Tasty garden cocktails
Happy hour recipes from an Oakland front yard
Next, they began experimenting with juices, then teas (chamomile, feverfew, mint, echinacea), wines (grape and fig), beer, and cocktails. The results (which they’ve documented on their blog, drinkablegarden.com) were so good that they planted part of the driveway with lemon, mandarin orange, and pomegranate trees, plus blueberries, carrots, pineapple guavas, and more. “We weighed the advantages of off-street parking versus cocktails,” Lucy says with a smile. Cocktails, of course, won.
*Find in grocery stores alongside beer.
Experiment: Mix flavors you love and see what works. Sure, some combinations will be awful, but, says Lucy, “Mistakes are all part of the fun.”
And sometimes they’re the solution: For instance, Karl’s rosemary beer was a failure as a drink but a wild success with (and killer of) the garden’s snail population.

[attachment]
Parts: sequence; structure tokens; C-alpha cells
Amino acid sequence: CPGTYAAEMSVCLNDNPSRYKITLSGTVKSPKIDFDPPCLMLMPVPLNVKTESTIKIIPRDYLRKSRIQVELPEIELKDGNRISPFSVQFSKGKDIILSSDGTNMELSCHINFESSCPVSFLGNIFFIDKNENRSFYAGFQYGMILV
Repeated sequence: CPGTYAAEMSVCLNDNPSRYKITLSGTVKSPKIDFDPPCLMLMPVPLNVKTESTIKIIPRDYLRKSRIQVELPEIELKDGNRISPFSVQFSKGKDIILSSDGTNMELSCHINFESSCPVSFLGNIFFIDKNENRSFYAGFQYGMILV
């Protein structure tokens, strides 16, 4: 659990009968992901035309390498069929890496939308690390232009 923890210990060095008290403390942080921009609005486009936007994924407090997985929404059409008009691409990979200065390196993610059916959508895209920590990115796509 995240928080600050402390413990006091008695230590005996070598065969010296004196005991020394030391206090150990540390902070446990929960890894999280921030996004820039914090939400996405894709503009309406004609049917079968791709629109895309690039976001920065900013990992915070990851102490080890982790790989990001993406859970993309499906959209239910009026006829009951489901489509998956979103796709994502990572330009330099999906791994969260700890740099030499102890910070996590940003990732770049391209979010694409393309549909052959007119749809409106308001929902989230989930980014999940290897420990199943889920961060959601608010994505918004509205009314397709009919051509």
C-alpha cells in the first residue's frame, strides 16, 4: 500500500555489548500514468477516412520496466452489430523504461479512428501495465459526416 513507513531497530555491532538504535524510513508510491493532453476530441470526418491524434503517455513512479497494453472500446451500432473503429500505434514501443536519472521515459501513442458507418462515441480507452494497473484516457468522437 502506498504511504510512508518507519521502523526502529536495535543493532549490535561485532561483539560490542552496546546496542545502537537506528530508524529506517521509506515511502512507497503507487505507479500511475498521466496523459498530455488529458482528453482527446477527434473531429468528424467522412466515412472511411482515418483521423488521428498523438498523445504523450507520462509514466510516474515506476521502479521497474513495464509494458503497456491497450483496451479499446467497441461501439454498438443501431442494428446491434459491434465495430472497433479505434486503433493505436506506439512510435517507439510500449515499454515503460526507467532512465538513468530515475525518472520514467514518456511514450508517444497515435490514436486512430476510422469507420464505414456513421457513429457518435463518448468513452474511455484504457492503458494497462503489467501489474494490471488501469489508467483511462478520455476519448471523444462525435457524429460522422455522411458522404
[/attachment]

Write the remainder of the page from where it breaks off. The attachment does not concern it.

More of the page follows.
Freeze the juice: Because so much ripens all at once, it’s best to juice your fruits and veggies in large batches by type. Freeze the juice in small containers, though, so you can defrost a bit at a time. “Right now we can mix cocktails from last year’s fruit juice,” Karl says. “It’s a great way to extend the season.”
Reuse, reuse, reuse: Lucy takes the dried, grated fruit pulp left over from juicing and adds it to carrot cake, zucchini bread, and apple strudel.